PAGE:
This might sound like a heavy-handed, Big Brother approach. But on the West Coast, full accountability has been in place for years for many fisheries. That fact alone might not explain why in general West Coast fisheries are recovering better than ours, but it can’t be discounted either.
The other important point is that here in the East, we’ve been working on trial programs to put cameras on boats. Almost two dozen captains have stepped up and voluntarily done so, and guess what? By and large they are the best of the fleets, successful hardworking fishermen who see a future for themselves and the next generation in accountability. They don’t see electronic monitoring as an ankle bracelet; they see it as proof that honest fishing works.
In banks, hospitals, casinos, even gas stations, cameras are now a part of work and life. For all the natural resistance to having them be part of fishing, the real challenge now is to make them work for us, not let them invade privacy but use them to protect the public’s investment. Because that’s what the fishery is, the public’s investment and the public’s resources. Fish are part of the common wealth, hunted in the great commons called the Atlantic. If ever there was a place where care and accountability should be exercised, this is it.
Here’s hoping that one day we’ll look back at this tumultuous year and see that we found more than one way to define common good, come together, and make progress.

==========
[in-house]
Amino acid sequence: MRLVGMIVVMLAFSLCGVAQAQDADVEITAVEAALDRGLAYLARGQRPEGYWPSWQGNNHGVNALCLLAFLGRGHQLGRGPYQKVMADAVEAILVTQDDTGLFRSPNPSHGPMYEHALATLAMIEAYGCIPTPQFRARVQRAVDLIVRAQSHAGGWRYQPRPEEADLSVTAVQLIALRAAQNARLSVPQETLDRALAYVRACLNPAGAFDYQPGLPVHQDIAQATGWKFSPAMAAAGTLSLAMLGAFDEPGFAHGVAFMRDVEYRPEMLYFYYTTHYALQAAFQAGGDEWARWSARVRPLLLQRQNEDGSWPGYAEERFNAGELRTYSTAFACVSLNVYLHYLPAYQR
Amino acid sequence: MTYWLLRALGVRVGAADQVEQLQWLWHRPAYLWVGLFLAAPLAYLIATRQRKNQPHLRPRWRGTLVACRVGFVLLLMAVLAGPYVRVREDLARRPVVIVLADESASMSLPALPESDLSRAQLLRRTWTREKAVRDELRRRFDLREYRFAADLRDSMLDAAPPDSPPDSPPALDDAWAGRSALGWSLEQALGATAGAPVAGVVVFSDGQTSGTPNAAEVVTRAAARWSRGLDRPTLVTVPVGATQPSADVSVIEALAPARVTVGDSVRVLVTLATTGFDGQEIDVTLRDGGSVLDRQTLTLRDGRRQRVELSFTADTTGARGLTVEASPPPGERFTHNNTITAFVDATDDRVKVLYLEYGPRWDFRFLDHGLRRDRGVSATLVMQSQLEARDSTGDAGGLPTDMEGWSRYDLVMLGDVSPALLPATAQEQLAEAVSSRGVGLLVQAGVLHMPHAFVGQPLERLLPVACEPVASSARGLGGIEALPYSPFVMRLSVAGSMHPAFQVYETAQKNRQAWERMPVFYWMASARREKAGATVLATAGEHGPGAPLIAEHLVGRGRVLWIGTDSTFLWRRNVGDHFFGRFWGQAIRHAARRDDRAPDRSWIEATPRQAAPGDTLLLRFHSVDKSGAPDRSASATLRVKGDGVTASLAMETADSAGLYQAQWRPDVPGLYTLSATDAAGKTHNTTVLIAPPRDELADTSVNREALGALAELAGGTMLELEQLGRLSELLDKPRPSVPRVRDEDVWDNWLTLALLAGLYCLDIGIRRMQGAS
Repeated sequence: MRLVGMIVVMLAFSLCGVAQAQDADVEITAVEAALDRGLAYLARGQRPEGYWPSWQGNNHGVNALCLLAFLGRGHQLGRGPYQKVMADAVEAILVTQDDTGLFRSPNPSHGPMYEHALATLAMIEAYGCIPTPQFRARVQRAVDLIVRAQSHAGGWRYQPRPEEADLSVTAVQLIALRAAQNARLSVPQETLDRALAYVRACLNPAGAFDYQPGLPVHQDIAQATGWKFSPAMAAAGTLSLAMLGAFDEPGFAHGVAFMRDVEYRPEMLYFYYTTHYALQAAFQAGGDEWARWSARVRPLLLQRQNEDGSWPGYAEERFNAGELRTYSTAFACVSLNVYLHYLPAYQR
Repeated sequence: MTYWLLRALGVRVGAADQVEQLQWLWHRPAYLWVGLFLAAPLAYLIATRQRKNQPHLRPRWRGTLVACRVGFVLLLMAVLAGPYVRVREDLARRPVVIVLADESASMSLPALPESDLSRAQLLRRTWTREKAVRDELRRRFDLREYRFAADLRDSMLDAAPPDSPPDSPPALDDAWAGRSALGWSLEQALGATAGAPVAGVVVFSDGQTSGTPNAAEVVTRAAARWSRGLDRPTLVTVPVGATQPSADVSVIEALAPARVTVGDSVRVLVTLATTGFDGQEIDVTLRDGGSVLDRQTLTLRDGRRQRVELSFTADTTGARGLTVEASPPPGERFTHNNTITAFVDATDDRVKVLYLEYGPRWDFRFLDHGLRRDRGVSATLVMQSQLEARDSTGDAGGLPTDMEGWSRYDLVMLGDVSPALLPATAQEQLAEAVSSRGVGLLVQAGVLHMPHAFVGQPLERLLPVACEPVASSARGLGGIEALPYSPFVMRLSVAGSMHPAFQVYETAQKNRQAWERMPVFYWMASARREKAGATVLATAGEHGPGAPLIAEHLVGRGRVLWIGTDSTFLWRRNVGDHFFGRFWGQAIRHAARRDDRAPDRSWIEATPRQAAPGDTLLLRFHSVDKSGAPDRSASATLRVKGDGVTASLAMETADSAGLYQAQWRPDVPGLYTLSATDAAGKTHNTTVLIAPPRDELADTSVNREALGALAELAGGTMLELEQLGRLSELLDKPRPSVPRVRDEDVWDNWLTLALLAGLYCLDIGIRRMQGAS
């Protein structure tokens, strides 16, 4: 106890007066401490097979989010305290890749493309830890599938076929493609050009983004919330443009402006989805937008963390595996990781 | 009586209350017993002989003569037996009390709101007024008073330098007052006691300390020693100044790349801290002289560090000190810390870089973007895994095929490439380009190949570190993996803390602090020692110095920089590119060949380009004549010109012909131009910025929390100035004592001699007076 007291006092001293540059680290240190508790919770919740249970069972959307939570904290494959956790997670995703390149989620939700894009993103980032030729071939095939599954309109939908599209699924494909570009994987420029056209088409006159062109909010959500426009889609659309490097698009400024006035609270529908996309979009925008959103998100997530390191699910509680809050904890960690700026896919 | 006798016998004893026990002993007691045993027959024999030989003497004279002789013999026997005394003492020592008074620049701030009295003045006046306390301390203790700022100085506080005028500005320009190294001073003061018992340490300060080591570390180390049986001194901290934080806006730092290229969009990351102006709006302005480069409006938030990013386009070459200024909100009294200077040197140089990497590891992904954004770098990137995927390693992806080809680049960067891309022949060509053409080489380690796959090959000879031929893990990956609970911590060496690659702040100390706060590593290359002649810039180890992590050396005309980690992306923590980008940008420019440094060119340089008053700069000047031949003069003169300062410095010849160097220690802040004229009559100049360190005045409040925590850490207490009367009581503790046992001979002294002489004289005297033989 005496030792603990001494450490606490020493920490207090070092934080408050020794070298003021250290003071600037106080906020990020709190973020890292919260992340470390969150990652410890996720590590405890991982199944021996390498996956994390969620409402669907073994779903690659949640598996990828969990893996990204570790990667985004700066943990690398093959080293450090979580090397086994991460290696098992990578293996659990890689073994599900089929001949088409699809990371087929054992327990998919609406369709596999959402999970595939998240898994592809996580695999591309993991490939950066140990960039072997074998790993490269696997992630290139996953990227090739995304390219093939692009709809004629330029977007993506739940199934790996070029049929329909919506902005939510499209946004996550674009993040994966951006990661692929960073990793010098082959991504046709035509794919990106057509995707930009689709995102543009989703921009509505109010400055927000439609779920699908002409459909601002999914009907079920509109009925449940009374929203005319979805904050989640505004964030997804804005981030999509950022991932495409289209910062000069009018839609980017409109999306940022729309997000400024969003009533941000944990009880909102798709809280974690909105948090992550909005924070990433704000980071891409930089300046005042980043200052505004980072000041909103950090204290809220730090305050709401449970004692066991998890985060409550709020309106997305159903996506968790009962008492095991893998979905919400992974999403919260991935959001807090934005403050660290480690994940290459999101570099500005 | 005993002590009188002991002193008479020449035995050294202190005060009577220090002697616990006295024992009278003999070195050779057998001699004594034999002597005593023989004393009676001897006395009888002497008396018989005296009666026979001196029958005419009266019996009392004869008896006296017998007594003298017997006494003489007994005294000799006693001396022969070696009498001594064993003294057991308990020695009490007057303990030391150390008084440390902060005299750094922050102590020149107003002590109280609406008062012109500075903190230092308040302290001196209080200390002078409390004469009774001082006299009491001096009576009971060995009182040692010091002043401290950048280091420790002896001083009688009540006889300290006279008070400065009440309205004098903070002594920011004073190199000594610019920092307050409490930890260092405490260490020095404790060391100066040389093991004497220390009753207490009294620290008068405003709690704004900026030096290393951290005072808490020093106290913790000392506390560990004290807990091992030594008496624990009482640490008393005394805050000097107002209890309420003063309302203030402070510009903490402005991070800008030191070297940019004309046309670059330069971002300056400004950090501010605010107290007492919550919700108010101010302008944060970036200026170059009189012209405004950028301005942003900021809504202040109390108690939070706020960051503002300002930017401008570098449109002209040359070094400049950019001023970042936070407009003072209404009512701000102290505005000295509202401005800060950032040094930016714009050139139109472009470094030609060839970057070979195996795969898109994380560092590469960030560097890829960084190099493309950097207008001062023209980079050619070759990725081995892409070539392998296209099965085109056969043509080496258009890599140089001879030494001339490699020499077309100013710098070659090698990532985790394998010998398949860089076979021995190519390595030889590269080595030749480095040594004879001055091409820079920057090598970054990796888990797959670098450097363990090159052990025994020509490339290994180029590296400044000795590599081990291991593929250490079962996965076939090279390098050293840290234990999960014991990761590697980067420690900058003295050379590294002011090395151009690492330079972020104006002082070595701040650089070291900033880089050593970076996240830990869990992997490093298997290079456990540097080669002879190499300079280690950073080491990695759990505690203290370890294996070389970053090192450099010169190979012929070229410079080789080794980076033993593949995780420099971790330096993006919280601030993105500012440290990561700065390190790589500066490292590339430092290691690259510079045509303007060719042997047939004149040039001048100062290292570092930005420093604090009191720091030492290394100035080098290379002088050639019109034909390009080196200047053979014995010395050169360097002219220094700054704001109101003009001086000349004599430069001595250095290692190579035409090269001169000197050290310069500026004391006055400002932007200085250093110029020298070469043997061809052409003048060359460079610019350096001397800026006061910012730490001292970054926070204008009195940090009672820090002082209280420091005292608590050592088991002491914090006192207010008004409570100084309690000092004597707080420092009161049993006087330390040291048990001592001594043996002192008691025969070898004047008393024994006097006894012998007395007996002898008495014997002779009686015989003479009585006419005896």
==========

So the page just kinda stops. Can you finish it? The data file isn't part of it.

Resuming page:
Last week we had 40 households join us for a unique virtual Meet the Fleet and Donor Appreciation event. A special thank you to Jesse and Abby Rose of F/V Midnight Our for sharing their scallops and on-the -water knowledge with us, and to Chatham Bars Inn for sharing their farm-fresh ingredients for the delicious recipe. Chef O’Brien of Chatham Bars Inn Tavern led the group in an informative cooking demonstration. The next virtual Meet the Fleet with cooking class element will be November 19. Visit our website for more information and to reserve your space.
The Chatham Merchants have put three giant pumpkins throughout Chatham, one of which is on the lawn of the Fishermen’s Alliance, and we’re encouraging folks to guess the weight. Winners receive the giant pumpkin, a Fishermen’s Alliance tote and a gift certificate to a local business! Click hereor scan the QR code in front of the pumpkin in order to make your guess. The contest runs through November 10.
Final call for the Haddock Chowder Raffle Giveaway! Donate $25 or more online and be entered in to win a case – six large containers – of the haddock chowder.
On the Water
Ever wonder how a boat, or a fish, got its name? Want the word on what people are catching --- or how to cook it?